If you’ve ever been in the studio with a band, this has happened. I don’t care if you were there recording, or if you were engineering the session, or if you were delivering a god damn pizza. If you were there for more than five minutes, you’ve seen this. There’s always one thing that somebody hears. Maybe no one else even hears it, but to them, it’s glaring. And I’m not going to invalidate that position either, by the way. I’ve been there too. Been that guy. But it’s inevitable that it happens. And usually it’s a not a big deal. What, the band plays the song again? Or even just the one person who heard the one thing plays that one part? Easy. But when a band is recording, these decisions feel huge. Maybe we should leave it because it’s a good mistake? Maybe we don’t want it to sound perfect. Maybe it was meant to be. All this stuff gets in your head while you’re recording and it’s really easy to lose perspective when you’re in the control room listening back to what’s about to become the definitive version of a song.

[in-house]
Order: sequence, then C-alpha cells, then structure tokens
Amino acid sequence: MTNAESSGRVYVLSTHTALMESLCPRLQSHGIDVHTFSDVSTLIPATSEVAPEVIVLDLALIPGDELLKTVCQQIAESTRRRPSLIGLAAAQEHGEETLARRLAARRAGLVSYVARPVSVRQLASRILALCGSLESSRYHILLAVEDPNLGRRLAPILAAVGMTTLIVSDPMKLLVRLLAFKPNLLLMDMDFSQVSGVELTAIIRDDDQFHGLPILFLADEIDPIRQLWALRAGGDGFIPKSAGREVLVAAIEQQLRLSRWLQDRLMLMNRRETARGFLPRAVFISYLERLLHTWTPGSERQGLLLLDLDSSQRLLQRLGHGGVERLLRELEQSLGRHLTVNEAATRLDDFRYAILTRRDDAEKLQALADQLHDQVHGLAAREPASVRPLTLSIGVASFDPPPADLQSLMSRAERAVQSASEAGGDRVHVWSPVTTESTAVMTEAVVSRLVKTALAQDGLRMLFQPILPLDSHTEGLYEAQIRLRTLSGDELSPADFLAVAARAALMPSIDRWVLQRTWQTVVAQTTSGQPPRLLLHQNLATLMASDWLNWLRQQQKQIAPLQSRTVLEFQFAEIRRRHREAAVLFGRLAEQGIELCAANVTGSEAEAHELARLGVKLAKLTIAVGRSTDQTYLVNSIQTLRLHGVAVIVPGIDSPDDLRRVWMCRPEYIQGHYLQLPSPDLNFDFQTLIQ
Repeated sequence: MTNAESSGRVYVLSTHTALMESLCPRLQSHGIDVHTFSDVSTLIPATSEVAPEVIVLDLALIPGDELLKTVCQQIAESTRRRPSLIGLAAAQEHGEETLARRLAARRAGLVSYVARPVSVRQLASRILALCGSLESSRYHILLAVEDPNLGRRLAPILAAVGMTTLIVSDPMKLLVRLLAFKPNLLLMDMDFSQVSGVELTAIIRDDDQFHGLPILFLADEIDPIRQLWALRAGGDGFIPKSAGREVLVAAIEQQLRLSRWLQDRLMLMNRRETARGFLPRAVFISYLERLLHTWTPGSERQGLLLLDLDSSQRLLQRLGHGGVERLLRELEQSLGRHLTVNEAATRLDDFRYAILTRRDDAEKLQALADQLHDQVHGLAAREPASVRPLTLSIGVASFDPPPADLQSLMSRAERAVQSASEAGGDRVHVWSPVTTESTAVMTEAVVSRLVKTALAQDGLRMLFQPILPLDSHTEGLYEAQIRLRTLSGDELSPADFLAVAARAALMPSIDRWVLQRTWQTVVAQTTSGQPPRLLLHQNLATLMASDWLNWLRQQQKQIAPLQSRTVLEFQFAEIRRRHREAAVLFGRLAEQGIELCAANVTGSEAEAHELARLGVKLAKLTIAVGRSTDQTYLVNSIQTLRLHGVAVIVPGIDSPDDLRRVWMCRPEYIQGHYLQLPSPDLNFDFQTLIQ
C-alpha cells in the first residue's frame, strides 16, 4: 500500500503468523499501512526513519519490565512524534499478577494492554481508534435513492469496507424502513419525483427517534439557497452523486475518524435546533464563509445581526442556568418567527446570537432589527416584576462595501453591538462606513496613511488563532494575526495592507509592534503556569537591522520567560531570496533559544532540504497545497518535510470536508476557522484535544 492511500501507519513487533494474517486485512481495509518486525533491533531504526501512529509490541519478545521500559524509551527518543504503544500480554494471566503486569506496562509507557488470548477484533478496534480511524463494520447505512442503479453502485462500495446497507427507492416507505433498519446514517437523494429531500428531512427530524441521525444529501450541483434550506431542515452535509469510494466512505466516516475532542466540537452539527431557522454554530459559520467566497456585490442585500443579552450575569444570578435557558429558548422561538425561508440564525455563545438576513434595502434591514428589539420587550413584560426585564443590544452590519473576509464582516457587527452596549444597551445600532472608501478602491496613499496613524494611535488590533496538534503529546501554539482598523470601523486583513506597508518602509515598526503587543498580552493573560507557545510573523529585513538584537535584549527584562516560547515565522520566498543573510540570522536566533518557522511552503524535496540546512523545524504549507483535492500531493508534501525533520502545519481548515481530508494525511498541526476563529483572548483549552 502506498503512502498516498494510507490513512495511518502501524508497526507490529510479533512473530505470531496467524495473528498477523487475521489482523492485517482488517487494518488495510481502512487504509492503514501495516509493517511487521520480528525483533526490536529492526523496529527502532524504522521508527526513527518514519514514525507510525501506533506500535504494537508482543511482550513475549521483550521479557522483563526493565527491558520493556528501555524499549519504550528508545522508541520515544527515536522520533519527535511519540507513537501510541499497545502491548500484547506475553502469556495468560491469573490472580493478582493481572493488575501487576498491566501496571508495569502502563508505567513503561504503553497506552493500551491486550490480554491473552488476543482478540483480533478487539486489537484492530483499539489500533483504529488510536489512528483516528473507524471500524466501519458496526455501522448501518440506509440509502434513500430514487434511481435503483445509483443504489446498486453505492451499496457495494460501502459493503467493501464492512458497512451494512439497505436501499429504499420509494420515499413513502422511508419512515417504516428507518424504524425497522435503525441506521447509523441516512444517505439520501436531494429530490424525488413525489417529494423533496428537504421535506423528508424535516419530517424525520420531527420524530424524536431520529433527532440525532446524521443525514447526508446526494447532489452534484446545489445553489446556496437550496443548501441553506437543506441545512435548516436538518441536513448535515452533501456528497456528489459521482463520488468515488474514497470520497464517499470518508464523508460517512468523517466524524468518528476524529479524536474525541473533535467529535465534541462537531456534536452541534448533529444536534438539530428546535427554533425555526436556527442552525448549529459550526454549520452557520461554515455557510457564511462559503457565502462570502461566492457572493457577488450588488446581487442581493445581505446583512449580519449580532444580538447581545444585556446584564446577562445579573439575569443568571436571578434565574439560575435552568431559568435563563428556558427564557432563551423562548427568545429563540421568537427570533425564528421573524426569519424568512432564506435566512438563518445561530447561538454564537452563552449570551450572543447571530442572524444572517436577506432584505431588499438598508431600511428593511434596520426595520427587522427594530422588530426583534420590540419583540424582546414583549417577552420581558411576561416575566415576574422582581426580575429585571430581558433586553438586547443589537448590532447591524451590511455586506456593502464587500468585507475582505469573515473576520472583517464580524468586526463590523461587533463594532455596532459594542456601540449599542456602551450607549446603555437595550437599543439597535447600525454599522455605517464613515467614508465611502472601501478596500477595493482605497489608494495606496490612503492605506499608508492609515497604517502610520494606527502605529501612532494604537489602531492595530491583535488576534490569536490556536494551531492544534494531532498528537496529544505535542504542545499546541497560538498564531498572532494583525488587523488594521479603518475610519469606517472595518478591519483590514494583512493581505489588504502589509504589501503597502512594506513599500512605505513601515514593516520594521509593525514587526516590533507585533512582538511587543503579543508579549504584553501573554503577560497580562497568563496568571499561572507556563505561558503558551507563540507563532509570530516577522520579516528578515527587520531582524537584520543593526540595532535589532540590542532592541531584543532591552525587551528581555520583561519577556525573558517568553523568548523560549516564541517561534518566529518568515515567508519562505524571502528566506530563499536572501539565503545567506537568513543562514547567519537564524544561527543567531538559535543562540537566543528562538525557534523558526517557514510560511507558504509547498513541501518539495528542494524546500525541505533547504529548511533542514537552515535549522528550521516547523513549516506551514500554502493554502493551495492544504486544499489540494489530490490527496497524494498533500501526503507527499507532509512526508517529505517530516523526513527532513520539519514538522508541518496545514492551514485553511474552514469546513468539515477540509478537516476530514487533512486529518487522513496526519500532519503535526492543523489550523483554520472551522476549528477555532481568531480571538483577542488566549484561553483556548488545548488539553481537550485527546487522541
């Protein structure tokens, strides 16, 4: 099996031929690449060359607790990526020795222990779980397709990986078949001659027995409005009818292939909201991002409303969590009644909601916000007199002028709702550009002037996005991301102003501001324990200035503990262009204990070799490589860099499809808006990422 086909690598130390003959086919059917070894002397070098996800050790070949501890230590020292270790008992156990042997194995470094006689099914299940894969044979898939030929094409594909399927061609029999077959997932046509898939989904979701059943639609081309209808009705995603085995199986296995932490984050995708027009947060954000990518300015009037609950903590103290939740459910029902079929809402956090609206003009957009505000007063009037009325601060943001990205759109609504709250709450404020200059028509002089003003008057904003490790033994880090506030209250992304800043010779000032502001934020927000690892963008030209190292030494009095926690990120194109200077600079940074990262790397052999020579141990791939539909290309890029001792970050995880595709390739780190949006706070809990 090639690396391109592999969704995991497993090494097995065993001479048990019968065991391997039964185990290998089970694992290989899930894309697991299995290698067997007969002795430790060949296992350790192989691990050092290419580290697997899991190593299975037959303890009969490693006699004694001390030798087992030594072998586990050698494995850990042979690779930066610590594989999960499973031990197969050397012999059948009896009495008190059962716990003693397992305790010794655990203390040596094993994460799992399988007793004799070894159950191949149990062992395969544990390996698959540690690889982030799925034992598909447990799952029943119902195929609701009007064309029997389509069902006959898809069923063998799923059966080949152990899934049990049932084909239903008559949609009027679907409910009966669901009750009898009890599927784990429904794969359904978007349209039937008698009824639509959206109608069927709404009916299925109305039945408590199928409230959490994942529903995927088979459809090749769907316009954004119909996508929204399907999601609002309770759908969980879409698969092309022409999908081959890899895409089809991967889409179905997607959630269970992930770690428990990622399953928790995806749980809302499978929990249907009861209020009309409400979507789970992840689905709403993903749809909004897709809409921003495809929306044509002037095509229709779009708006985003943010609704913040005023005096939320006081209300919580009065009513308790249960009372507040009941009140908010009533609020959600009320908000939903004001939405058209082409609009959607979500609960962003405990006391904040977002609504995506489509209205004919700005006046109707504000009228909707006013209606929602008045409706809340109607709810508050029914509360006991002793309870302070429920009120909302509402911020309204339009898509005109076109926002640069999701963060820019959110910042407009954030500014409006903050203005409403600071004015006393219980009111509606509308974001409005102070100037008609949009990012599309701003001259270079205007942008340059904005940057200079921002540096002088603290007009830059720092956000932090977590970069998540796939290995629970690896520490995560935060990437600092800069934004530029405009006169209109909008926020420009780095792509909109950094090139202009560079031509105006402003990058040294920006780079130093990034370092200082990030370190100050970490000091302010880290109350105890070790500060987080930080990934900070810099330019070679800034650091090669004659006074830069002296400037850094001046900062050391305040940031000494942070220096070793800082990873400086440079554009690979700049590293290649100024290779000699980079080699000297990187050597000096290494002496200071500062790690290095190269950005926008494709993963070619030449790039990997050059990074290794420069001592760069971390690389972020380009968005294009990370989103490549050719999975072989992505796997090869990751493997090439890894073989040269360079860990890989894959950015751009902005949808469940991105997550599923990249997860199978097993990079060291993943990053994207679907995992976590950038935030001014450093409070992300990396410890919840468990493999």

That kind of pressure is part of making a record, and that’s part of why you see Hair of the Dog laughing it off the rest of the time, because that levity helps alleviate some of the pressure they’re putting on themselves. So when they mug for the camera or make jokes about their shoes or whatever it is, understand there’s a current of purpose behind all that. It can be fun, and ideally it is, but it’s work too, and clearly what they’re doing matters to them enough to get the details just how they want them to be.

There are very likely more of these coming, but you can see the first two below. Hair of the Dog‘s last album, This World Turns (review here), was released in 2017.

Please enjoy:

Hair of the Dog, Making Vol.IV – Studio Diary – Day 1

Hair of the Dog, Making Vol.IV – Studio Diary – Day 2

Hair of the Dog return to Chamber Studios, Edinburgh, to record their fourth studio album on Kozmik Artifactz. The have just finished recording with Graeme Young of Chamber Studios, and have made the decision to mix and produce the album themselves, within lead guitarist/vocalist, Adam Holt’s, home studio.

Speaking of the album Adam said:

“We’re taking this one in a new and exciting direction. The HOTD sound is still very much a part of the mix, but we’re exploring heavier sounds and influences. We always try to hint within each album, where the next album might go in terms of sound, and we think This World Turns paved the way for us to introduce some of our metal roots. The world is so fucked up right now and this has definitely resonated with us, we’ll be addressing much of our opinions of life in 2019 on this new record.”